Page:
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Oakville, ON / 905.847.3937

Floaters or spots

What are floaters and spots?

Floaters (often called floating spots) are small, semi-transparent cobwebs, specks or squiggles that appear in your field of vision. They are actually small particles within the gel inside the eye that become noticeable when they fall within the line of sight. They move when you move your eyes, but tend to drift or lag behind your eye movements. They may also appear along with flashes of light.

Does everyone have floaters?

Almost everyone sees a few floaters at one time or another. They can occur more frequently and become more noticeable as you grow older. If you notice a sudden change in the number or size of floaters, you should contact your Doctor of Optometry right away, so you can be sure they are not the result of a more serious problem, such as retinal detachment.

What causes floaters?

The inner part of your eye is made up of a clear, jelly-like fluid known as the vitreous. Occasionally, small flecks of protein and other matter become trapped in the vitreous during the formation of the eye before birth and remain in the vitreous body. New floaters are caused by the deterioration of the eye fluid or its surrounding structures as we age, or by certain injuries or eye diseases.

What do floaters look like?

Floaters are generally translucent specks of various shapes and sizes. They may also look like bugs, threadlike strands or cobwebs within the eye. Since they are within the eye, they move as the eye moves and seem to dart away when you try to look at them directly.

Can these floaters cause blindness?

Most floaters are normal and rarely cause problems. But new or a sudden increase in floaters can be indications of more serious problems, such as a retinal hole, tear or detachment, and if you see them you should have a comprehensive optometric examination to determine the cause.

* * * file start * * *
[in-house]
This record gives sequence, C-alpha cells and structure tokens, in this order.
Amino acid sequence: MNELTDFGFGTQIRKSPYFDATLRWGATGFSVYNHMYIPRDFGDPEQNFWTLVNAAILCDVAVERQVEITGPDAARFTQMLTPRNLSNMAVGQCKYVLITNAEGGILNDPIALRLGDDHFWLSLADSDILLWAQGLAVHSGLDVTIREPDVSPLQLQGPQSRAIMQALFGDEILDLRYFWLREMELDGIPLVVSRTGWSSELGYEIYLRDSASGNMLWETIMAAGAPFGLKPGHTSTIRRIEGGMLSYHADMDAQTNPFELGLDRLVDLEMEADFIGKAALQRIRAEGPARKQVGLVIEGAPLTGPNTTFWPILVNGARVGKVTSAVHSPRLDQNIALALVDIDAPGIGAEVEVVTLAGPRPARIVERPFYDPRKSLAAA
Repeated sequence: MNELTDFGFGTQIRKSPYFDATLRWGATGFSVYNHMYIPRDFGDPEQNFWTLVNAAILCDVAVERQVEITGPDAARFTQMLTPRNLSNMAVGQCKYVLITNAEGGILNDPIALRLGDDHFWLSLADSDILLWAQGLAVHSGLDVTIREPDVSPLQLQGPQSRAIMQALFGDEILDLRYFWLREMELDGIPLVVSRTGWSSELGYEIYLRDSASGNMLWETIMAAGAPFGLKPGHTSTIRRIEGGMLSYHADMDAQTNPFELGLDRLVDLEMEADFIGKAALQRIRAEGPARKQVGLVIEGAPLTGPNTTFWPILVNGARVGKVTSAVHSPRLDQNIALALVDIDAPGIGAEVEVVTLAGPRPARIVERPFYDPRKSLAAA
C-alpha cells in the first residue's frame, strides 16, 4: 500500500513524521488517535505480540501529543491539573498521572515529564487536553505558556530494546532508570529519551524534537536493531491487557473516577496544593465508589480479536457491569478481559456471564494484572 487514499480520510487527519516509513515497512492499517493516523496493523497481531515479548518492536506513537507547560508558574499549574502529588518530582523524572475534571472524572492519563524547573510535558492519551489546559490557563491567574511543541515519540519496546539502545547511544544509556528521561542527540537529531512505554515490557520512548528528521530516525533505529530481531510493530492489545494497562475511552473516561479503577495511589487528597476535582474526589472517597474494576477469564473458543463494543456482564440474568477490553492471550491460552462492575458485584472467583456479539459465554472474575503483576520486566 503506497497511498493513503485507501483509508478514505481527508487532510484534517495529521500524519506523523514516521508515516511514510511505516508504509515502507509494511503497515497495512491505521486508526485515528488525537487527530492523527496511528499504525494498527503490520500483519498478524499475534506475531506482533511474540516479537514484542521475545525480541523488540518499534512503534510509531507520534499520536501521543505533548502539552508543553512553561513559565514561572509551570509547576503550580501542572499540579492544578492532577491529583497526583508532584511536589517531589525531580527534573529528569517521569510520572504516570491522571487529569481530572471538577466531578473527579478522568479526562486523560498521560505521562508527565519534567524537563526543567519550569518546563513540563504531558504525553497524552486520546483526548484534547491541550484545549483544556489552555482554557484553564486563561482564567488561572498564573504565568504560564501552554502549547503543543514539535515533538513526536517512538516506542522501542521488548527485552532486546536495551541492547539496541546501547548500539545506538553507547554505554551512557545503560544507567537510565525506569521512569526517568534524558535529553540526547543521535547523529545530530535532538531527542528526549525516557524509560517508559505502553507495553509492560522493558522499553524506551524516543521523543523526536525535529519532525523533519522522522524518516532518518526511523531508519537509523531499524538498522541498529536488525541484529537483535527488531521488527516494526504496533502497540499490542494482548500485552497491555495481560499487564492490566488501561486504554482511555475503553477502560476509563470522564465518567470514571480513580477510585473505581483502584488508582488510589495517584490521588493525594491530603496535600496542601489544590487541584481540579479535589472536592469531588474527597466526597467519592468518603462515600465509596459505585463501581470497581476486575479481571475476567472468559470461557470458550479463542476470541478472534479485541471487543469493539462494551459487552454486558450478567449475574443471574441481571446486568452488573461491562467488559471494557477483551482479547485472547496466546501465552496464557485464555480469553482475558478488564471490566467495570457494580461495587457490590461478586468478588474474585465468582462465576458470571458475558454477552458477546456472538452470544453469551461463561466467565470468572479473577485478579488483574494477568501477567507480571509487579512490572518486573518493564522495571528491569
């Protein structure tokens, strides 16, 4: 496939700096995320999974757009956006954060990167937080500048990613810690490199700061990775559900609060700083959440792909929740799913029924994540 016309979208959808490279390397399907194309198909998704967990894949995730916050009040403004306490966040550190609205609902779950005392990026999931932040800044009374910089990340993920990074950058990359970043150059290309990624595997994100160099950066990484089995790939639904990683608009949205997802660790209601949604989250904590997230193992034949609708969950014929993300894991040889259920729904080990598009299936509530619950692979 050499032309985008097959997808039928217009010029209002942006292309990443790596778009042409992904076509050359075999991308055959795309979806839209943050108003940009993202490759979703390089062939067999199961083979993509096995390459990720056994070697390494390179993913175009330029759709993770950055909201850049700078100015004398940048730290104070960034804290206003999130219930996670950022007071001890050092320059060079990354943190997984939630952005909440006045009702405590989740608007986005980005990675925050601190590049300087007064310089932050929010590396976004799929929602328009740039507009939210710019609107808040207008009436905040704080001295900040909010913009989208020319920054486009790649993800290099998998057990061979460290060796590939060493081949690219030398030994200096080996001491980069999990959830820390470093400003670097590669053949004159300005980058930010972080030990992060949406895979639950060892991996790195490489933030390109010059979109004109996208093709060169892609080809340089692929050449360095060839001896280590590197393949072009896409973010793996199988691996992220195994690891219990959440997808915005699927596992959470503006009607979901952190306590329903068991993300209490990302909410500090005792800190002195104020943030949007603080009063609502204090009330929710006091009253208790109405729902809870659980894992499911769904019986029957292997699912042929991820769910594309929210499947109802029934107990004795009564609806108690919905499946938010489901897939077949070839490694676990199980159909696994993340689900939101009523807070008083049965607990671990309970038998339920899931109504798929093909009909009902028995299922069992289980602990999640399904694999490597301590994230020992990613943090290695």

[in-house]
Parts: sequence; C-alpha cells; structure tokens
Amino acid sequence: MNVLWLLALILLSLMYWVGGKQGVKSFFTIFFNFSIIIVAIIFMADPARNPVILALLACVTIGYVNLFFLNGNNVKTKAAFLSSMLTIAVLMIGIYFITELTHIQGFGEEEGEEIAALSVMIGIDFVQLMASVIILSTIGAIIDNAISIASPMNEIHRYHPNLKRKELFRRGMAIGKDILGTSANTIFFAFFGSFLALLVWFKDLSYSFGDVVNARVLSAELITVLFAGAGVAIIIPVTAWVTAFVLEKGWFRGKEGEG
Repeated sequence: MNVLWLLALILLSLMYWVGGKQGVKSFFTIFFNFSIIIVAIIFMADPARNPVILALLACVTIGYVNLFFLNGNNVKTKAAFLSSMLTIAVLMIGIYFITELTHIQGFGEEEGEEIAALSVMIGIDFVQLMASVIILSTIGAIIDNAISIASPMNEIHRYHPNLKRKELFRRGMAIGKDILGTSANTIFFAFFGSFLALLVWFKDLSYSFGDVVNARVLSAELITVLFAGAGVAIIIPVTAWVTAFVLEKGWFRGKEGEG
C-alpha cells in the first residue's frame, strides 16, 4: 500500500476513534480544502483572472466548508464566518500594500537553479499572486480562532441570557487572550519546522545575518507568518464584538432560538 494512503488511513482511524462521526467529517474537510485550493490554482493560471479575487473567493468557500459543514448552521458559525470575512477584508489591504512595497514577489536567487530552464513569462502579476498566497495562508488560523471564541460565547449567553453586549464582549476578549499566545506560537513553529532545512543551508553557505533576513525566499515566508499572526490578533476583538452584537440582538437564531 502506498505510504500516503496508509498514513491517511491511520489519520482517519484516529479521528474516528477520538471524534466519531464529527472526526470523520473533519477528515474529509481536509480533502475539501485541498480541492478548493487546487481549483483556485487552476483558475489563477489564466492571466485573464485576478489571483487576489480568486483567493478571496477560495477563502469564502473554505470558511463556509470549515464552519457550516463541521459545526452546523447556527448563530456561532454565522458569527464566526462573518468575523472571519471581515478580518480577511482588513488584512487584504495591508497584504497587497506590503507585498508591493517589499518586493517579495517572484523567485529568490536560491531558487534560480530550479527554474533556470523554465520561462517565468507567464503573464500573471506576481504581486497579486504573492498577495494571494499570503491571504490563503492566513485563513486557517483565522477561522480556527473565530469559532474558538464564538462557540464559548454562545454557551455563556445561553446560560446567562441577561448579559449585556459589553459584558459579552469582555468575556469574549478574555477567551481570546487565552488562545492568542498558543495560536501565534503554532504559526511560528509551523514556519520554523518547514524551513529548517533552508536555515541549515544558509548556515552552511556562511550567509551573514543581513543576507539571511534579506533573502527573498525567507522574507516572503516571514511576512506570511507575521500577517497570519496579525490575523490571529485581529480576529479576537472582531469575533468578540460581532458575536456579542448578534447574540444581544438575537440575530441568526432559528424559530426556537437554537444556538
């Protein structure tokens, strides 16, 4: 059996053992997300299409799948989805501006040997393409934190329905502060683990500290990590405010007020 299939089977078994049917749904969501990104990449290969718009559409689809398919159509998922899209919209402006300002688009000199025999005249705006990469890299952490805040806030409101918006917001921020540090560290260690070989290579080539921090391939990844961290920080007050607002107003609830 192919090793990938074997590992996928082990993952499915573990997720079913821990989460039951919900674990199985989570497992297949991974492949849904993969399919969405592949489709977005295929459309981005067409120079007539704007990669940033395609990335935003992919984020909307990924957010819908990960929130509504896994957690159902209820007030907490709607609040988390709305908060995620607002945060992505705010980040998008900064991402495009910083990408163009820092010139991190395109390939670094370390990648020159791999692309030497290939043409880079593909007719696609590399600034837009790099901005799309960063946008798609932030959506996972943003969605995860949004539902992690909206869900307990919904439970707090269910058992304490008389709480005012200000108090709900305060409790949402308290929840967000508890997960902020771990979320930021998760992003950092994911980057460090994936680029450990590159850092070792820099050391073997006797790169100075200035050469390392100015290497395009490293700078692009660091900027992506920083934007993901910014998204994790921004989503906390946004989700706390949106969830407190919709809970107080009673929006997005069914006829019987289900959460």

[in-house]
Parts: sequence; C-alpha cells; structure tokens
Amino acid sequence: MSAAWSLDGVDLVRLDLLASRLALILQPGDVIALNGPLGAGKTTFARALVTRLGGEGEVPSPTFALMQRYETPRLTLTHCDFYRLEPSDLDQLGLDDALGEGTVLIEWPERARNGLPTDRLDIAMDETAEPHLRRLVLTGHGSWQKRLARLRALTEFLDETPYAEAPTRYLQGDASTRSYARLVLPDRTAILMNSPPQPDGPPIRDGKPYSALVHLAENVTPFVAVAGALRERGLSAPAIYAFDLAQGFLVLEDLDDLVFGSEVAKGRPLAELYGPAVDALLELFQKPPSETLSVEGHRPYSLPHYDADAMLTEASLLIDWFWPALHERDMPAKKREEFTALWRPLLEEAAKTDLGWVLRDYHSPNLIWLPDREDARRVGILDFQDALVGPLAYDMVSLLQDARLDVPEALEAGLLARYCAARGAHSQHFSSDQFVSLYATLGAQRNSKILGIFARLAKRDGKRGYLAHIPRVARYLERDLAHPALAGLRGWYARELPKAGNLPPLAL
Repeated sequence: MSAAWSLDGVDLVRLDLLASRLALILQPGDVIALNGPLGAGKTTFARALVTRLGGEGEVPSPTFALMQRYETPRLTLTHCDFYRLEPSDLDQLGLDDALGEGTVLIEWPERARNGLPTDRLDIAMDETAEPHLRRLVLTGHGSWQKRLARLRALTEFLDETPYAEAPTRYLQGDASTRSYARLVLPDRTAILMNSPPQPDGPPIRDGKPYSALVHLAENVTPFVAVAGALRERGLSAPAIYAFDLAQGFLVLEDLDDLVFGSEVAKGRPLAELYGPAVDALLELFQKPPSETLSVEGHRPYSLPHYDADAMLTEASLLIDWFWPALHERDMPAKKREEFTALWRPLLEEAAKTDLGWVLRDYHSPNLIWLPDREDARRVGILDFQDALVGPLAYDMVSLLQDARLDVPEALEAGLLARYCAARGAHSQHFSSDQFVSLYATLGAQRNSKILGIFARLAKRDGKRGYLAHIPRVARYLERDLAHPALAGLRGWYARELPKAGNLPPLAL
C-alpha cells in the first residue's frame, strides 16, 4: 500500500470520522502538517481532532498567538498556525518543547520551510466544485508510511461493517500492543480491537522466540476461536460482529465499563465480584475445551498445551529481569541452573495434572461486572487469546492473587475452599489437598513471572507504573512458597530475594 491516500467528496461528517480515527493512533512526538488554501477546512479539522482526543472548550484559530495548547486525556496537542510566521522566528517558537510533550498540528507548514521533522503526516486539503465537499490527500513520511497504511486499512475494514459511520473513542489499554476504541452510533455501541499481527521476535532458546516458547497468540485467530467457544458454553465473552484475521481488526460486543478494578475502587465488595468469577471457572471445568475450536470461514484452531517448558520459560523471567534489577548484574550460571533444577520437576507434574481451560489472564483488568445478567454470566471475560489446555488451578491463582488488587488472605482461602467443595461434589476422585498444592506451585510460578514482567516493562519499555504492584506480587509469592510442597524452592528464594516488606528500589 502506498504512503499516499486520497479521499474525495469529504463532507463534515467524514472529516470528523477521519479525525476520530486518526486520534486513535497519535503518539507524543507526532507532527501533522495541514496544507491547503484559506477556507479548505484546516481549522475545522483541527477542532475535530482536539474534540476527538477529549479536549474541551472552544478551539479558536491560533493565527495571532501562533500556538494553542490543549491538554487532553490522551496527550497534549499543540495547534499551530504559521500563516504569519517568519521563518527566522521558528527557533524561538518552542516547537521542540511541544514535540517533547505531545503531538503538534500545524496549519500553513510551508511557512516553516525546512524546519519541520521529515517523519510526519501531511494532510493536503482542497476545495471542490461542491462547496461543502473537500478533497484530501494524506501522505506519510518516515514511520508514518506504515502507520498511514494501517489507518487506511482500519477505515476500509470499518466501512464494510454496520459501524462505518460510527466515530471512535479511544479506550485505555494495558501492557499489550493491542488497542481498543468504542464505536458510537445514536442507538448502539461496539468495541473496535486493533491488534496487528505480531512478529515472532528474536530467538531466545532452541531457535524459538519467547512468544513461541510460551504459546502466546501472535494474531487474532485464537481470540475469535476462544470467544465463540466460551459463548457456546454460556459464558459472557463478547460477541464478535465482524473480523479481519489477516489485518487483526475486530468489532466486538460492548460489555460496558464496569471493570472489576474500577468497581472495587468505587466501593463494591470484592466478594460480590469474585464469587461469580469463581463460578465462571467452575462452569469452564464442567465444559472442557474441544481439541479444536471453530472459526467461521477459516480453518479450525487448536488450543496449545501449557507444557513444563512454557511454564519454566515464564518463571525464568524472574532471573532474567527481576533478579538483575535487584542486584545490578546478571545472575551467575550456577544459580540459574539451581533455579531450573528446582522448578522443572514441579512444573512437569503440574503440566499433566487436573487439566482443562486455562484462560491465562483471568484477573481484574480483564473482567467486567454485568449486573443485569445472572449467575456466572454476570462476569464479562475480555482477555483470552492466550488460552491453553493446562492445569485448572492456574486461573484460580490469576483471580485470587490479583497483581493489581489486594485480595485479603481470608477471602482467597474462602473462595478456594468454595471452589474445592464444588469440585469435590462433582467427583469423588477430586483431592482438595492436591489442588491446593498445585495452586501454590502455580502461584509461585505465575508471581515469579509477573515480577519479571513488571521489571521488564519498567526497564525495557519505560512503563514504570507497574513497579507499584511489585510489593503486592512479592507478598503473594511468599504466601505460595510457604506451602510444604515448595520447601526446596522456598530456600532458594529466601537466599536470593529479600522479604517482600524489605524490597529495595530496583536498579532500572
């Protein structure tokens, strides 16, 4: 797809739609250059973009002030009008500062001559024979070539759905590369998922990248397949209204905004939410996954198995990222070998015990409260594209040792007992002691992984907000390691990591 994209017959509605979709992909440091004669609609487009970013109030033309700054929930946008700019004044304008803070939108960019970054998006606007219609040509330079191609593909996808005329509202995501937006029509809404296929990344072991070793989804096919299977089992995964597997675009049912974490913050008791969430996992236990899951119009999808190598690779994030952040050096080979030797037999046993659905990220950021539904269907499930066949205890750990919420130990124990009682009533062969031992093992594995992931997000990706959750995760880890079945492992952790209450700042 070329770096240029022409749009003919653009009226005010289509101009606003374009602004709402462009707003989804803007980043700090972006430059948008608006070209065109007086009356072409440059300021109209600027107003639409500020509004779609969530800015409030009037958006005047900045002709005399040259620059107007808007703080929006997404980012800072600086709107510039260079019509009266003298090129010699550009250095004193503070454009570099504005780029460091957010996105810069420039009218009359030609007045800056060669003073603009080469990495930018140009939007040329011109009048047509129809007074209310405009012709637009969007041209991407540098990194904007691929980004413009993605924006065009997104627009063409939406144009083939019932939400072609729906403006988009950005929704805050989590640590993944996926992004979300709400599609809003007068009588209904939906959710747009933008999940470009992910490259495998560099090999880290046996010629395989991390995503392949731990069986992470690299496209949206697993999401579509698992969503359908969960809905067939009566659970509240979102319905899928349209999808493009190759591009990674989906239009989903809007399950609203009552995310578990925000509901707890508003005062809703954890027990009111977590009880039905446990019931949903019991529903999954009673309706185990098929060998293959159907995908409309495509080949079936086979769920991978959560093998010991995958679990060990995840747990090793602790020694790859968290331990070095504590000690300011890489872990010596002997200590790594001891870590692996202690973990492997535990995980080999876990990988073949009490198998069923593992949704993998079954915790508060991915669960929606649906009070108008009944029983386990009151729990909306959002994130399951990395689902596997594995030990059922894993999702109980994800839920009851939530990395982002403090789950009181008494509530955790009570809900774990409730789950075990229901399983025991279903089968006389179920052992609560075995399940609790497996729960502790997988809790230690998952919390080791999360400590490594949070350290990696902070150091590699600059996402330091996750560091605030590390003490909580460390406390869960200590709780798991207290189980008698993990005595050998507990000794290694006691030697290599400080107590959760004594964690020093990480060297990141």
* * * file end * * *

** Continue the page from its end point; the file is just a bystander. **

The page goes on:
How are floaters detected?

As part of a comprehensive eye examination, your Doctor of Optometry will thoroughly evaluate the vitreous and retina of your eyes. Your Doctor of Optometry may use eye drops to dilate your pupils to make them larger. He or she will then look inside your eye with instruments called a biomicroscope and an ophthalomoscope to examine the health of the inside of your eyes. Your Doctor of Optometry will observe the floaters within your eye, as well as ensure that a retina problem has not occurred.

Written by Dr Jeff Goodhew

Dr. Goodhew graduated from the University of Waterloo with his Optometry degree in 1993 and became therapeutically licensed in 2000. He enjoys being an active part of his profession, having served as the President of the Ontario Association of Optometrists from 2014 through 2016. Dr. Goodhew also served as the co-chair of the National Public Education Committee for the Canadian Association of Optometrists.

Dr. Goodhew enjoys seeing patients of all ages. He has a special interest in fitting advanced contact lens designs and has worked as a consultant for some of the world’s largest contact lens companies, including Johnson & Johnson Vision Care.

Dr. Goodhew is also a partner in Socialpractice.ca; a social media consulting firm designed to help healthcare providers leverage the power of social media. Outside of work, he is passionate about running, cycling, snowboarding and spending time with his wife Dr. Tina Goodhew and their two teenage sons: Camden and Braedon.

More Articles by Dr Jeff Goodhew

Visit Us in Oakville for a
Complete Eye Care Experience

Abbey Eye Care looks forward to serving you and your family. Our office is located on the Southeast corner of Dundas and Third Line.

Abbey Eye Care

D15, 2501 Third Line
Oakville, ON, L6M 5A9

Contact Information

Phone: 905.847.3937
Fax: 1.866.356.2790
Email: [email protected]

Clinic Hours

Monday:9:00 AM - 6:00 PM
Tuesday:9:00 AM - 6:00 PM
Wednesday:9:00 AM - 8:00 PM
Thursday:9:00 AM - 8:00 PM
Friday:9:00 AM - 6:00 PM
Saturday:9:00 AM - 5:00 PM
Sunday:Closed
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